Monday, March 16, 2009

March 17: Josef Sudek (1896-1976)

Josef Sudek[Visual description: An older Josef Sudek, seated at a table showing the remains of coffee, smiling, his hand on his lap]
"We traveled down the Italian boot until we came to that place--I had to disappear in the middle of the concert; in the dark I got lost, but I had to search. Far outside the city towards dawn, in the fields bathed by the morning dew, finally I found the place. But my arm wasn't there--only the poor peasant farmhouse was still standing in my place. They had brought me into it the day when I was shot in the right arm. They could never put it together again, and for years I was going from hospital to hospital..."

--Josef Sudek, describing a 1926 trip back to the site of his 1916 battle injury in Italy; found here.
Born on this date in 1896, Czech photographer Josef Sudek. As a young man, he was apprenticed to a bookbinder, who may have been the first to introduce Sudek to photography. The year he turned 20, Sudek's right arm was amputated at the shoulder, after injuries and infection sustained in battle during World War I. Apparently he was given a camera during his convalescence in the veterans hospital, and found it agreed with his interests. Sudek studied photography after the war in Prague, while living on his Army disability pension. In 1924 he co-founded the Czech Photographic Society.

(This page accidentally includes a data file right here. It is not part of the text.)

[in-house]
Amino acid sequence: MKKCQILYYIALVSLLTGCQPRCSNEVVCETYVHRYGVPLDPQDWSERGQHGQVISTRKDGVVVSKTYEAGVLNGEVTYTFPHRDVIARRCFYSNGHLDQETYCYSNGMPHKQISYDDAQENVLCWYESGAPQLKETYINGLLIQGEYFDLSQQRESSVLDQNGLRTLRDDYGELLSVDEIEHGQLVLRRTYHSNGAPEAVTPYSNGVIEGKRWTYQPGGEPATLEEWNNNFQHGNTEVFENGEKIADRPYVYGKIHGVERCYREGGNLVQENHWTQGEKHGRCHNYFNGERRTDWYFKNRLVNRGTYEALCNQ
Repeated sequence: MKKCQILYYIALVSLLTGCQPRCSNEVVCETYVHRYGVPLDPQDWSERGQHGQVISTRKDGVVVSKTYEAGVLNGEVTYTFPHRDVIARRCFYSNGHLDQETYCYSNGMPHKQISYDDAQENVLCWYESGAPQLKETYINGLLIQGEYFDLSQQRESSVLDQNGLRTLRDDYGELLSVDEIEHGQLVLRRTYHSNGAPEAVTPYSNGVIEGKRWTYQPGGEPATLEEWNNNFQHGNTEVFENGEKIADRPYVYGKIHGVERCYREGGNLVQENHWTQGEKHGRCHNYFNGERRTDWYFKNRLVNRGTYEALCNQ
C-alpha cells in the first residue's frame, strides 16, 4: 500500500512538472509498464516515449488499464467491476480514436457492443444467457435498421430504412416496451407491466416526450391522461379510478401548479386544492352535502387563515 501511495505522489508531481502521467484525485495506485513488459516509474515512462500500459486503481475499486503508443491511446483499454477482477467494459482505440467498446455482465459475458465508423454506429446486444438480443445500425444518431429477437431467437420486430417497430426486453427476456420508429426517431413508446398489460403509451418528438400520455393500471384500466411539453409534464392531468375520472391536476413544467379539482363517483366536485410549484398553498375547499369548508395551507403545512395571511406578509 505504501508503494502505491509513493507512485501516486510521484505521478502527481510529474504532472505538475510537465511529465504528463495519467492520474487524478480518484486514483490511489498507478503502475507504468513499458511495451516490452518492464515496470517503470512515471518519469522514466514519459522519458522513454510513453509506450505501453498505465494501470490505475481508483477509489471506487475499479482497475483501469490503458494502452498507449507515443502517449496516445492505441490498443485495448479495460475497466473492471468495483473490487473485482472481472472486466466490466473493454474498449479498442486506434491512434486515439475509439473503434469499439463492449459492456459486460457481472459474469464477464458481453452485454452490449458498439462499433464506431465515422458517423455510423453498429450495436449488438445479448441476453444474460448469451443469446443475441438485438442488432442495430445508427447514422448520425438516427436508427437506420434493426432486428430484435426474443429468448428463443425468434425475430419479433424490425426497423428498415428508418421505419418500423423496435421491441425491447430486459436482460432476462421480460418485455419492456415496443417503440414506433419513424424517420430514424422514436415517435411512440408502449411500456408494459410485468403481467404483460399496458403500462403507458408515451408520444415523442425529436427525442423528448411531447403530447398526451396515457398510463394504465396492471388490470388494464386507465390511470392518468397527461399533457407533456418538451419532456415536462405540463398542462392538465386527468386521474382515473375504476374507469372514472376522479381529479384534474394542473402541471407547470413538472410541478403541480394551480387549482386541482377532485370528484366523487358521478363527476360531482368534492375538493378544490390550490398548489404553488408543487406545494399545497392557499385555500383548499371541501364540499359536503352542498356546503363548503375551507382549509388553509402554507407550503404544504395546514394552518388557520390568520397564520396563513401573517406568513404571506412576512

Josef Sudek's work is considered neo-romantic, painterly, haunting. He created series that captured the light inside a cathedral, or the Bohemian woodlands, or panoramic Prague nightscapes. "I love the life of objects," he said. "I like to tell stories about the life of inanimate objects." His own crowded studio was the subject of another series, called "Labyrinths."

3 comments:

Kirk said...

Above all, we should remember him as a master of the subtleties of light.

joost said...

Thanks for the post and links to work I didn't know before. Lovely photography.

May I ask an off-topic question: Why do you put the textual description of the image in the text of the post, instead of in the alt-attribute of the image, which is meant for these descriptions? Considering the title of this blog you probably have a reason for preferring this?

Penny L. Richards said...

Hi Joost-- We've generally tried to do both (I'll go add the alt tag to that image if I forgot, thanks for the reminder).

We have found that some readers who appreciate a textual description of images, often for reasons other than visual impairment; and it's a more noticeable signal of welcome to readers of all styles. We also try to summarize audio content (for example, from YouTube videos), and provide lyrics or transcripts where possible. I can't claim we're 100% on any of these matters, or even close, but we try within the realities of a volunteer-run group blog.